Explanation on grain types

I tend to prefer somewhat heavier bullets in a given caliber. While velocity is most important in the energy equation mass is equally important in the momentum equation. Especially when maintaining momentum and avoiding deflection when hitting bone. Important to me since the main target areas on bad guys are surrounded by a lot of bone. There are unfortunately few tests of bullets going through bone and none I have seen with a high enough sample size to factor out all the variables so my decision is largely based on unproven theory backed by a bit of common sense. Though I doubt most LE agencies would use 147gr 9mm if the results on the street showed that lighter and faster bullets were significantly better.

Heavy bullets also tend to better maintain their admittedly slower velocity at longer distances and therefore may be more likely to perform as designed at longer ranges. Fast bullets need to not over expand and fold back at really close ranges and therefore may not open as well when they slow down at longer ranges. I have come across a few tests that indicate this to be likely true. Though this is not an issue at typical SD ranges if the round is well designed.

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Check out Paul Harrel, he tests targets constructed with pork or beef ribs to “simulate” rib bones.

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Grain is important in the sense that it directly impacts the amount of energy delivered at a given velocity. Energy = 1/2mass x velocity squared. This tells us that velocity is the larger driver behind energy and, an illustrative example, a 150 grain bullet at 1000fps would deliver 333ftlbs of energy. Halving the bullet weight to 75 grains, and to equal the same energy, only requires us to step up to 1,420fps, not double the velocity. For home defense, several considerations are important, bullet design and velocity being the most important in my mind. Both of these impact penetration and the last thing we want in a home defense situation is a bullet of a design and such velocity that the entire bullet, or harmful fragments, penetrate walls, in case of a miss, or completely going through the threat and harming our family members or neighbors.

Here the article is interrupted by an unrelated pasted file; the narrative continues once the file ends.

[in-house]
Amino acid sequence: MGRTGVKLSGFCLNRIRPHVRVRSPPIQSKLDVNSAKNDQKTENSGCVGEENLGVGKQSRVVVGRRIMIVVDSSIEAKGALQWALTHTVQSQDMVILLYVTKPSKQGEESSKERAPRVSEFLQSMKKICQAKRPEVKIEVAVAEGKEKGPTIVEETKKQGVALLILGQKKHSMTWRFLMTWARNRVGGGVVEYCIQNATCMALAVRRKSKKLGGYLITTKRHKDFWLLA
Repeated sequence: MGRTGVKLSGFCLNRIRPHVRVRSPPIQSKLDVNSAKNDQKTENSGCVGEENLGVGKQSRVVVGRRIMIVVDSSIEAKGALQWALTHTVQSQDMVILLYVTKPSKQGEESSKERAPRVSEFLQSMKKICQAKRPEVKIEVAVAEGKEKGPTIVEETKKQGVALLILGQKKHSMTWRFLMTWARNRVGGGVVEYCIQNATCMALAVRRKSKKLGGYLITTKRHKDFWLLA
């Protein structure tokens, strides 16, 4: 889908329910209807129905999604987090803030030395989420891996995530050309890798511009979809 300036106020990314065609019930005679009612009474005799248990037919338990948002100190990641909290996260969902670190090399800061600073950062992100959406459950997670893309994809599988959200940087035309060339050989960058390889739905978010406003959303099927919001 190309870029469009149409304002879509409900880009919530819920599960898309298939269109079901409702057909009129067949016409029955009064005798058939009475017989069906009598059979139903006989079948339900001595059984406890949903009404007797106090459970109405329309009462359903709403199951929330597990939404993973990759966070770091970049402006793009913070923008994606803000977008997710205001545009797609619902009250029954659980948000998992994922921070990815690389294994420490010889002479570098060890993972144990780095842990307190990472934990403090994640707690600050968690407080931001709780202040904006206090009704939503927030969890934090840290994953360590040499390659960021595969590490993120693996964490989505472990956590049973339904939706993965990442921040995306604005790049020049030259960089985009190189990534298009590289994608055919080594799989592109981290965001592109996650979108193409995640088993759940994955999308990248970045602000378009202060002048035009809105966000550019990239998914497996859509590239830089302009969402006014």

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Welcome to the family @Bjorn and you are blessed to be here.

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I buy the same grains weight bullet for practice as what my conceal ammo has so the pistol will act the same when I need to use it. I use 124 grains hollow points for my conceal and carry pistol.

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You gotten a lot of info from people I would assume are in the know but in the end for me it’s about a hollow point round from a premium manufacture which my gun and I shoot well. When all else is said and done its about proper bullet placement. Because even the most potent round, shot from the best blaster 3000 is ineffective if you can’t hit the target

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Where your bullet hits is far more important than the type of bullet or the weight of the bullet. Most any bullet will do the damage you want if it hits your intended target in the intended spot. The best bullet you can find will not do the damage you want if it doesn’t hit the spot you intend to hit. Your skill is far more important than your bullet. There is no magic bullet and there never will be. Pick a bullet, any bullet. Become familiar with your gun by doing a ton of dry practice; become familiar with your ammunition by doing a substantial amount of live fire. You will be far better served if you direct your attention toward perfecting your skills, shooting skills and defensive skills.

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Yes, I have their site bookmarked and am going to look at it during our impending snowstorm!